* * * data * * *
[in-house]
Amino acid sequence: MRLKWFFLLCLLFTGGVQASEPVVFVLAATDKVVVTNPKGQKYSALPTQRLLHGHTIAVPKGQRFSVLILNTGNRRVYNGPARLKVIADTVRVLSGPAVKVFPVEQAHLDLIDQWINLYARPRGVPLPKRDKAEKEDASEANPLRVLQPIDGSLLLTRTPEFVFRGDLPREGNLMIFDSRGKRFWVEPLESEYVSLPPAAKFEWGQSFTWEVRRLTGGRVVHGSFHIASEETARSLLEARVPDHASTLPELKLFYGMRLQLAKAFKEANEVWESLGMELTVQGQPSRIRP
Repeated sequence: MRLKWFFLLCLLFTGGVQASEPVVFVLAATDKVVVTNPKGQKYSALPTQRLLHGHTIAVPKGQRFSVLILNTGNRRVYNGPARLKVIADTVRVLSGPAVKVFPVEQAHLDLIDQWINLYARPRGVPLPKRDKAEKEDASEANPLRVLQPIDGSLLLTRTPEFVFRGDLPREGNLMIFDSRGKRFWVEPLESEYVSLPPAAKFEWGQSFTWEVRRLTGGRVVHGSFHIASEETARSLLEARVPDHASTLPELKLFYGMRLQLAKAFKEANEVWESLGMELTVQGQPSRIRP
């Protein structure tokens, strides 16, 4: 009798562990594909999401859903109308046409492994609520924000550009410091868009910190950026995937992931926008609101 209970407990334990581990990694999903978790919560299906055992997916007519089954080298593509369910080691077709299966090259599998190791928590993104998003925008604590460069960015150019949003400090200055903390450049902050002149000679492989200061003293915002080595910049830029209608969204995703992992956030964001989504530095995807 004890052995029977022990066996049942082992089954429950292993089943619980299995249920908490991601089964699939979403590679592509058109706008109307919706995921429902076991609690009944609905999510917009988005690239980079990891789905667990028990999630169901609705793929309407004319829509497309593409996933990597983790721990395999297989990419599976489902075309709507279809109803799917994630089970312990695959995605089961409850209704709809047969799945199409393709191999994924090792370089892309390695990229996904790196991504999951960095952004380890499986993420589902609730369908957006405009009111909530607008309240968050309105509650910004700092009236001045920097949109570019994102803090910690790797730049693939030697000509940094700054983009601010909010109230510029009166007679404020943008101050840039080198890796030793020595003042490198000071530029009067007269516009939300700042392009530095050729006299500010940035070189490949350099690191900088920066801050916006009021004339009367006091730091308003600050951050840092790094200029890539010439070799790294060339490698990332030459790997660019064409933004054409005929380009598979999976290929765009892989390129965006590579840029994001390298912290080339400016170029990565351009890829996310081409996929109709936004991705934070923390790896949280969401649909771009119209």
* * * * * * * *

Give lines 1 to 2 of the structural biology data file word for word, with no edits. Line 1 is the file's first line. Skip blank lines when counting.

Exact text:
[in-house]
Amino acid sequence: MRLKWFFLLCLLFTGGVQASEPVVFVLAATDKVVVTNPKGQKYSALPTQRLLHGHTIAVPKGQRFSVLILNTGNRRVYNGPARLKVIADTVRVLSGPAVKVFPVEQAHLDLIDQWINLYARPRGVPLPKRDKAEKEDASEANPLRVLQPIDGSLLLTRTPEFVFRGDLPREGNLMIFDSRGKRFWVEPLESEYVSLPPAAKFEWGQSFTWEVRRLTGGRVVHGSFHIASEETARSLLEARVPDHASTLPELKLFYGMRLQLAKAFKEANEVWESLGMELTVQGQPSRIRP